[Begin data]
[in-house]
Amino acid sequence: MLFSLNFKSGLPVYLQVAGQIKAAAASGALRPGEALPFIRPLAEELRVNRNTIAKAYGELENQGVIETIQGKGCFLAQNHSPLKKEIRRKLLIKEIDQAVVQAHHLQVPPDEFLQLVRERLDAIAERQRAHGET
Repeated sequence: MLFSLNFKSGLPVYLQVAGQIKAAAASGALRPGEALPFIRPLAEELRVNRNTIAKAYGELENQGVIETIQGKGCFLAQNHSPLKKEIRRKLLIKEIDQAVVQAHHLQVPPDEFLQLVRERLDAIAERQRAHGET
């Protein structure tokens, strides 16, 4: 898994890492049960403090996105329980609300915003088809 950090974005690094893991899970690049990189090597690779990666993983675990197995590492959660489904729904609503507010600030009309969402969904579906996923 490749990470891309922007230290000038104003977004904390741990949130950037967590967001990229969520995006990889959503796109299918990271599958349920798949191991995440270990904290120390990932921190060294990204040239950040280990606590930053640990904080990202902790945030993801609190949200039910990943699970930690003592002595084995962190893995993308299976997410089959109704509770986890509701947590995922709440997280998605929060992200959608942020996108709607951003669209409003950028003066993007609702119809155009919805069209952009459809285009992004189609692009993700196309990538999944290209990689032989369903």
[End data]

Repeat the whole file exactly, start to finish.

[in-house]
Amino acid sequence: MLFSLNFKSGLPVYLQVAGQIKAAAASGALRPGEALPFIRPLAEELRVNRNTIAKAYGELENQGVIETIQGKGCFLAQNHSPLKKEIRRKLLIKEIDQAVVQAHHLQVPPDEFLQLVRERLDAIAERQRAHGET
Repeated sequence: MLFSLNFKSGLPVYLQVAGQIKAAAASGALRPGEALPFIRPLAEELRVNRNTIAKAYGELENQGVIETIQGKGCFLAQNHSPLKKEIRRKLLIKEIDQAVVQAHHLQVPPDEFLQLVRERLDAIAERQRAHGET
């Protein structure tokens, strides 16, 4: 898994890492049960403090996105329980609300915003088809 950090974005690094893991899970690049990189090597690779990666993983675990197995590492959660489904729904609503507010600030009309969402969904579906996923 490749990470891309922007230290000038104003977004904390741990949130950037967590967001990229969520995006990889959503796109299918990271599958349920798949191991995440270990904290120390990932921190060294990204040239950040280990606590930053640990904080990202902790945030993801609190949200039910990943699970930690003592002595084995962190893995993308299976997410089959109704509770986890509701947590995922709440997280998605929060992200959608942020996108709607951003669209409003950028003066993007609702119809155009919805069209952009459809285009992004189609692009993700196309990538999944290209990689032989369903």